Attack. It was a word I heard often throughout my prep tennis career. “Attack the net.” “Attack the serve.” “Attack the baseline.” You know the drill.
“Attack” was always something I controlled and carried out, something orchestrated, calculated and decided by minute adjustments in grip, swing and step. I knew how, when and where to attack. Attacking meant winning.
One time I held up the sun, so I guess my problems aren’t so big after all.
“Attack” means something different in the autoimmune world, I’ve learned this year.
Celiac disease is an autoimmune disease. My body attacks itself, without my permission, attacking until I ended up in the emergency room, pumped full of blood and fluids and powerlessness.
That’s the thing about autoimmunity. I am no longer the attacker; I am the one being attacked, by my own body, my own cells, my own biology. The roles reversed in unnerving, invisible clarity.
“I’m tired” cruelly colors everyday conversation, and this year has revealed its pervasiveness. At the height of my illness, I almost felt hurt when friends said, “I’m tired” in response to, “How are you?” when I was powerless in explaining my own exhaustion. I couldn’t control my energy levels with rest, and I couldn’t even control the English language enough to express it. Continue reading
After four straight days of receiving medical bills in the mail, I got a letter and this adorable envelope from my friend Kevin in Taiwan. Thanks, Kev!
Small wins are the currency of 2016. The days my mailbox is empty of medical bills. The gluten-free pumpkin bar on the menu at the restaurant. The fading yellow of a lingering IV bruise. A perfect logic game. I find myself reflecting on 2016 and 23 as if the year is winding down, as if it’s time to neatly package my existence into a few profound lessons or moments, the kind I might look on in a year or when I’m 30 and say, “Well, that’s nice.”
This year is a lot messier, though, as itty-bitty moments of significance clutter my mind, surfacing unexpectedly. I often come back to the moment the doctor walked into my hospital room with two units of O+ blood, particularly as I prepare for my follow-up with the hematologist next week. In that moment, I faced the fragility of my fierce independence, trading it for the reality of a body that I felt had betrayed me. “I’m trying to get into law school, why do I have to worry about this shit?” I thought. Continue reading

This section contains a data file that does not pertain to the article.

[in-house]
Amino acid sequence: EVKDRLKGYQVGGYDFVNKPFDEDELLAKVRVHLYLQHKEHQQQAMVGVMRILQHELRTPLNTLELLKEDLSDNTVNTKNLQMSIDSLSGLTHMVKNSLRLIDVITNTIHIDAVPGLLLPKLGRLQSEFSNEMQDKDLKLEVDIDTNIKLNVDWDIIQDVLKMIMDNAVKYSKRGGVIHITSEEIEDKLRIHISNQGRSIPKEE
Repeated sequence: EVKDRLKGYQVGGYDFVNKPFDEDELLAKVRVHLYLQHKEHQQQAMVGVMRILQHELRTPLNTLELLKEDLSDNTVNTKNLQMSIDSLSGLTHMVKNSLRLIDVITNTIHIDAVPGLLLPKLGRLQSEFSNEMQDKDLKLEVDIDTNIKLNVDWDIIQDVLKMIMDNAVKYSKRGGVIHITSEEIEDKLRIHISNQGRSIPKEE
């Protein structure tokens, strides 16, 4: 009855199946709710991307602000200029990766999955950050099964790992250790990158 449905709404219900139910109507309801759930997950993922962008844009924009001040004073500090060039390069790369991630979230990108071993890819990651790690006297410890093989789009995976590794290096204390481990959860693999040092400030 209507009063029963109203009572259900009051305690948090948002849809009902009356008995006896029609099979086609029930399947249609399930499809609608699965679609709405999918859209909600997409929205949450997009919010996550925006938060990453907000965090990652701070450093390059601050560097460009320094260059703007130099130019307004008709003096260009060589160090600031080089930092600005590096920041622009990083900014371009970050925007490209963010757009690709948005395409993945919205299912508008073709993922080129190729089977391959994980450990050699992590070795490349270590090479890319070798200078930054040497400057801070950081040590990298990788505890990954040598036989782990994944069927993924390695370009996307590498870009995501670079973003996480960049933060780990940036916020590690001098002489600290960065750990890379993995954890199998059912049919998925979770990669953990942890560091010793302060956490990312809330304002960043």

I woke up in the ER in January in my hospital gown; I frantically asked, “Where are my clothes? Where are they?” I felt stripped.
I pulled bobby pins from my hair one by one March 24, piling them in my mother’s palm. I shielded the loose strands with my hands as I fled to the operating room for a biopsy of my stomach and small intestine. Fleeing sometimes takes on strange, disturbing dimensions.
This morning at the infusion room I tugged my sweater from my right arm slowly, the knitted fabric rippling reluctantly, clinging to my skin like it didn’t want to leave. The cold antiseptic stung. I hated my bare arm, resented it, looking away as the nurse stuck me, again.
In 2016, I’ve felt stripped of energy, clothing, control, my favorite foods (I love you and miss you, Pillsbury cinnamon rolls). I called my mom on her 50th birthday after the hematologist called me to inform me of the weekly IVs. It should have been a cheerful birthday call, the one where I inevitably say “happy birthday” in Arabic, tripping over the foreign sounds, still. Continue reading
This year is going so quickly.
I want to agree, to nod and smile, to say, “I can’t believe it’s already May!” I do say it sometimes, in fact, as if it were expected of me as a human, a millennial in a fast-paced world.
Yet time has slowed the past few months, escaping me even as I’m aware of its presence. I tell time by half-empty IV bags and doctor’s appointments and which “Lemonade” track is coming up next.
Unloveably boring, it is. I finally found the words to explain how I’ve been feeling. My life news is limited to the laughable LSAT answer choice I encountered on Thursday (“The fact that Roger wanted companionship does not by itself explain why he adopted 10 cats.”) and the religious experience of live-streaming new Beyoncé while under a unit of Benadryl. Continue reading
Bruises and bread embody my 2016 milestones; meanwhile, brides and babies pepper Twitter and Facebook. It is a juxtaposition of expectation, one I often battle. The tedious process of getting better has helped me focus on the incremental, little moments, the kind that don’t warrant life events or photo albums. Like cooking gluten-free chickpea pasta and not obsessing over the mess level in my kitchen.
Like wearing my new short-sleeved shirt despite the bruises on my right wrist. Their colors tell time, fading from red to purple to yellow, appointments and bills blurring into a macabre badge of honor. I look at my wrist. It reminds me that healing is ugly and unpredictable but in that colorful, “Wanna see my badass IV bruise?” way. Continue reading